Bridge collision claims life of former HHS athlete

May 13, 2010 at 12:27 pm  | Mobile Reader | Pring this storyPrint 

A former Hahnville High School student and star softball player, 18-year-old Jessica Cancienne, was killed when her 2008 Mazda Tribute ran into the back of a garbage truck on the Hale Boggs Bridge last week.

Cancienne, who was the daughter of Louis and Christy, graduated from Hahnville in 2009. She was named a Class 5A all-state selection in softball after hitting .425 her senior season. Cancienne was also named to the all-district team for four straight years. She led the Lady Tigers to an undefeated district record in 2009 and helped her team pick up a 12-3 victory over Natchitoches-Central by going 4-for-5 in the first round of the playoffs.

After graduating from Hahnville, Cancienne went to Delgado Community College where she was studying for a career in speech pathology.

“All of us in the Hahnville softball world are staggered by this,” Hahnville head softball coach Kenny Vial said. “Jessica was an extremely talented kid. She played four positions in four years and was all-district at all four.
“It was always a pleasure to write ‘No. 9 Cancienne’ on my lineup card.”

Vial said that Cancienne’s cheerful demeanor, which is something that numerous classmates have made reference to, always set him at ease.

“She was a sweet kid with a great smile,” he said. “When she would smile during the games, I knew we would be alright.”

Cancienne’s accident was the third such one on the bridge in less than two years. Last July, 38-year-old Luling resident Misty Carroll was traveling northbound on I-310 when she ran into a garbage truck that had run out of fuel near the top of the Hale Boggs. Carroll was killed as a result of the accident, and a 6-year-old passenger was injured.

In almost the same spot six months earlier, Luling resident Craig Perrier Jr., 30, was heading to work at 5:30 a.m. when he ran into the back of a garbage truck that he said was traveling between 35 and 40 miles per hour. Perrier’s vehicle was going 70 miles per hour.

“I didn’t see the garbage truck until it was too late because it was going slow and it didn’t seem to be lit properly,” Perrier said. “I rammed into the back of the truck, then hit the middle barrier and the outside barrier.”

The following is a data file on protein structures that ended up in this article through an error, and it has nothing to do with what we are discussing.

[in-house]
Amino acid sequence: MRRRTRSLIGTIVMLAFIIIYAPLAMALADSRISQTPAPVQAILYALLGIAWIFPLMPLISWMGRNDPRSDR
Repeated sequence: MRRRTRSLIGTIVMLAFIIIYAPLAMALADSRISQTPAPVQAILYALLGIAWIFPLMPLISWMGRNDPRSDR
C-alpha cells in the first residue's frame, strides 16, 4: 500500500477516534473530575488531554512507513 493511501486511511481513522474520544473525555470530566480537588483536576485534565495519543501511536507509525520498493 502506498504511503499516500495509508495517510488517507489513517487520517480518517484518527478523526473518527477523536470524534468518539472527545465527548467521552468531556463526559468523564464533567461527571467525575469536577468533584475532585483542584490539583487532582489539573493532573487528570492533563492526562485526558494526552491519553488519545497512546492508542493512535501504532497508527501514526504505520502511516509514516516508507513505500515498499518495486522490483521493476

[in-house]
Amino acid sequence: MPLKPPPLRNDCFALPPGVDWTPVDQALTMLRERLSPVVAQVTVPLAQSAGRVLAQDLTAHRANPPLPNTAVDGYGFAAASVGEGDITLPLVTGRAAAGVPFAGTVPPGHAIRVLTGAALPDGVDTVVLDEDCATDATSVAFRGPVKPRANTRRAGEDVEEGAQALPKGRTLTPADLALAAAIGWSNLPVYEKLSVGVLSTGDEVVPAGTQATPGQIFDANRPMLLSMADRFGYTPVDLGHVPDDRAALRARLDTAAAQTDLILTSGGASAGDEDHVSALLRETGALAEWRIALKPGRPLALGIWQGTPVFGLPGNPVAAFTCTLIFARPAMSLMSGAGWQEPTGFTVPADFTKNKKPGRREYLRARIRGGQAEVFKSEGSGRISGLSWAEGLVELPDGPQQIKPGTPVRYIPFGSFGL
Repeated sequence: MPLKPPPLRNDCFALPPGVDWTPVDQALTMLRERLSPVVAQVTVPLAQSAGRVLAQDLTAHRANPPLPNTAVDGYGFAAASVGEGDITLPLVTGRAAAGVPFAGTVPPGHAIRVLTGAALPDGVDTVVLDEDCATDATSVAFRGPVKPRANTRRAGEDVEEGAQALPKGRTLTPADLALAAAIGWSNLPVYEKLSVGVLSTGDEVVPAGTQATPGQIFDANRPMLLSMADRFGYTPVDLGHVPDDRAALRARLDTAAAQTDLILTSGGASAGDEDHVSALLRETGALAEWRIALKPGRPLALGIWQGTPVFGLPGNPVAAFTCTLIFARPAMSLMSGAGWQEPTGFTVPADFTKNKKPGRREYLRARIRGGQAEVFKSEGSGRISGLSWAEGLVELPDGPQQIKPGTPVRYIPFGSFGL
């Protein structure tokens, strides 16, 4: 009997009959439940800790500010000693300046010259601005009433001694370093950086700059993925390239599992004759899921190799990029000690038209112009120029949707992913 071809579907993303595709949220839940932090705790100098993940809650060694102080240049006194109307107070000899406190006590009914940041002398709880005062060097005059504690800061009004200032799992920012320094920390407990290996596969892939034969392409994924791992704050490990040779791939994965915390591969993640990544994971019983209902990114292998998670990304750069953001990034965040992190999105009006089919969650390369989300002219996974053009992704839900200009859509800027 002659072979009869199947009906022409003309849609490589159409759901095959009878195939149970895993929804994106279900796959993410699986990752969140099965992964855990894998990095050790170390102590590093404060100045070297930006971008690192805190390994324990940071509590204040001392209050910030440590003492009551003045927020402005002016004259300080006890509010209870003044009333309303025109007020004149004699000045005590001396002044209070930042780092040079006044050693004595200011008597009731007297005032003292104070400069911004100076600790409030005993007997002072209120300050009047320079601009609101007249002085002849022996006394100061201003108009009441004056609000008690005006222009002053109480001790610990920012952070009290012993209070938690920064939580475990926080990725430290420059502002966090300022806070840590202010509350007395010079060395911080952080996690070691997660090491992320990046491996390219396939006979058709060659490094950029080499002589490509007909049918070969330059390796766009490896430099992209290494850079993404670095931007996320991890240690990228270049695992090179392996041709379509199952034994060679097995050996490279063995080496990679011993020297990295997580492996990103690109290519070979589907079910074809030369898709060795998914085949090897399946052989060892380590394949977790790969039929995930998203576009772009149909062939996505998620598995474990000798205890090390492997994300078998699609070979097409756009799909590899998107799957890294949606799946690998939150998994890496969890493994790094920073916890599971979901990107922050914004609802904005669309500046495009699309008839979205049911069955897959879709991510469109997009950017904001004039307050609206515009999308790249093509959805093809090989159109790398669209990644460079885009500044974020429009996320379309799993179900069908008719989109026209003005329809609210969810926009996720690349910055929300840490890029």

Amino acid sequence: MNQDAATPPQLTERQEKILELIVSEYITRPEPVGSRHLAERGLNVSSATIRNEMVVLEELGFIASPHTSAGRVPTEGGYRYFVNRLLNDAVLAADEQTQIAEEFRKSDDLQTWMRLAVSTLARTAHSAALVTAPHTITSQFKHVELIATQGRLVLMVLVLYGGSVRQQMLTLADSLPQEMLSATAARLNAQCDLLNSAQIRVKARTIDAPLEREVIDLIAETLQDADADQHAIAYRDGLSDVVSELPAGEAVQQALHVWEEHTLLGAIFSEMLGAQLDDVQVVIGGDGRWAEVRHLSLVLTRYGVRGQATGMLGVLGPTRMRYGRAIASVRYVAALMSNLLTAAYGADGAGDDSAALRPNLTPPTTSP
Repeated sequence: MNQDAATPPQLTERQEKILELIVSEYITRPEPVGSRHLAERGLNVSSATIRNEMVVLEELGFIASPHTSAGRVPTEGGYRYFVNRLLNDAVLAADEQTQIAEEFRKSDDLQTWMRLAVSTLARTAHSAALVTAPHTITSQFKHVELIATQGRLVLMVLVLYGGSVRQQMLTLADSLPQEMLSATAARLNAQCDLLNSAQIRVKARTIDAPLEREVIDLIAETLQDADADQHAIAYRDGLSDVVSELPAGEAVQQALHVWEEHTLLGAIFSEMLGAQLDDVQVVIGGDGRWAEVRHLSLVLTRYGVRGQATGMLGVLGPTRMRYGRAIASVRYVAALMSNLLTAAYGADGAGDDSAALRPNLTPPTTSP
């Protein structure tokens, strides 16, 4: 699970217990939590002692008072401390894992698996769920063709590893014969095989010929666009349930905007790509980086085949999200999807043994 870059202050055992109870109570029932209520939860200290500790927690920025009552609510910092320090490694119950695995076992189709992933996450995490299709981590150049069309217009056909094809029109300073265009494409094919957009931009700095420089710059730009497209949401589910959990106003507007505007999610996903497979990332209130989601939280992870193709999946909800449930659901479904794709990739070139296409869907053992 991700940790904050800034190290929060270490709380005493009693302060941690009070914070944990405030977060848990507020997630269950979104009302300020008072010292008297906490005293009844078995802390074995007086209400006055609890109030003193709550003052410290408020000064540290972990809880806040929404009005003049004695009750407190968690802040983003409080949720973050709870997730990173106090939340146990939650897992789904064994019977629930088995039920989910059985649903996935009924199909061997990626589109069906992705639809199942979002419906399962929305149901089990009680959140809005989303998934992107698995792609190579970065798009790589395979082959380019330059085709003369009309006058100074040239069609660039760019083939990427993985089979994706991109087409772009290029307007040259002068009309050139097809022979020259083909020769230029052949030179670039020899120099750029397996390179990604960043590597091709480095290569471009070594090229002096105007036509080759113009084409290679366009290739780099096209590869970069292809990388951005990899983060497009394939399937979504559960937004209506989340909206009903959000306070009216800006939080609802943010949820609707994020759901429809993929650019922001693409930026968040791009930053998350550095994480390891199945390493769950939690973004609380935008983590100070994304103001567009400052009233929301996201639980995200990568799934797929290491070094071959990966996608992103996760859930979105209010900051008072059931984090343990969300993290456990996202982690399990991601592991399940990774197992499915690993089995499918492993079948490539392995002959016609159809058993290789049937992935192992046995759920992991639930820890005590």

As a result of the crash, Perrier fractured his tibial plateau and broke his shoulder.

“I am still dealing with the effects of the crash everyday,” Perrier said. “I walk with a limp now and the best outlook is that I will get 75 percent of the use of my right leg back.

“Now, half of my knee is metal.”

And while Perrier’s injuries were severe, he knows that he is lucky to be alive - especially considering the state of his Ford F-150, which was crushed like a can by the force of the collision.

“My truck was destroyed,” he said. “I can’t believe that I made it out of there”

In all three of the wrecks, speed differential played a  part. Both Perrier and Carroll hit garbage trucks that were going slower than the speed limit when they collided. Speed is also suspected to be a factor in Cancienne’s wreck.
Sheriff Greg Champagne said that he has written to the state in the past asking the Department of Transportation and Development to lower the speed limit on the Hale Boggs Bridge to 60 miles per hour.

“I think 70 miles per hour is way too fast, especially considering that I-310 north of the bridge is 60 miles per hour,” he said. “There have been many accidents on the bridge due to various causes, one of which is high winds that surprise some drivers as they cross the crown.

“Also, the merge lanes present a danger on each side as slow traffic coming up the lanes merges with the faster traffic coming through.”

Champagne said that he did not feel comfortable talking about the most recent wreck because the Louisiana State Police handled the case.

“I do still believe that the speed limit on the bridge needs to be reduced in general. I find DOTD to be an incredibly slow moving bureaucracy,” he said. “I called over a week ago for the district engineer and can’t even get a call back. That was before the most recent accident.”

View other articles written Jonathan Menard

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